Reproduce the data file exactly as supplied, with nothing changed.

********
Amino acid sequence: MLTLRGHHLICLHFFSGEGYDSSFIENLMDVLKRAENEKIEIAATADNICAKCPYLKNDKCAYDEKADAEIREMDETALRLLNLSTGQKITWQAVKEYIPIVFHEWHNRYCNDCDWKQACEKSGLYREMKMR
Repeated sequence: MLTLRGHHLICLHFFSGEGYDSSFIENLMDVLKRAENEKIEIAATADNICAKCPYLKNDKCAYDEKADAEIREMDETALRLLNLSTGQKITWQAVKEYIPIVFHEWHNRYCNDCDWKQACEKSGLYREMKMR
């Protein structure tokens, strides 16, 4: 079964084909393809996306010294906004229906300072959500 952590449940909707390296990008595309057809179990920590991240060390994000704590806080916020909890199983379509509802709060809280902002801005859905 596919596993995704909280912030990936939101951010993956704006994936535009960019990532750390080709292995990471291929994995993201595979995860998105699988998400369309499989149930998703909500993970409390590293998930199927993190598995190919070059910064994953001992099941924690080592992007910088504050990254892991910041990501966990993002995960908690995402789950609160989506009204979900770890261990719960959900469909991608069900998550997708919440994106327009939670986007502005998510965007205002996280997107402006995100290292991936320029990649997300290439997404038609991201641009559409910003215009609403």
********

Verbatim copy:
Amino acid sequence: MLTLRGHHLICLHFFSGEGYDSSFIENLMDVLKRAENEKIEIAATADNICAKCPYLKNDKCAYDEKADAEIREMDETALRLLNLSTGQKITWQAVKEYIPIVFHEWHNRYCNDCDWKQACEKSGLYREMKMR
Repeated sequence: MLTLRGHHLICLHFFSGEGYDSSFIENLMDVLKRAENEKIEIAATADNICAKCPYLKNDKCAYDEKADAEIREMDETALRLLNLSTGQKITWQAVKEYIPIVFHEWHNRYCNDCDWKQACEKSGLYREMKMR
């Protein structure tokens, strides 16, 4: 079964084909393809996306010294906004229906300072959500 952590449940909707390296990008595309057809179990920590991240060390994000704590806080916020909890199983379509509802709060809280902002801005859905 596919596993995704909280912030990936939101951010993956704006994936535009960019990532750390080709292995990471291929994995993201595979995860998105699988998400369309499989149930998703909500993970409390590293998930199927993190598995190919070059910064994953001992099941924690080592992007910088504050990254892991910041990501966990993002995960908690995402789950609160989506009204979900770890261990719960959900469909991608069900998550997708919440994106327009939670986007502005998510965007205002996280997107402006995100290292991936320029990649997300290439997404038609991201641009559409910003215009609403």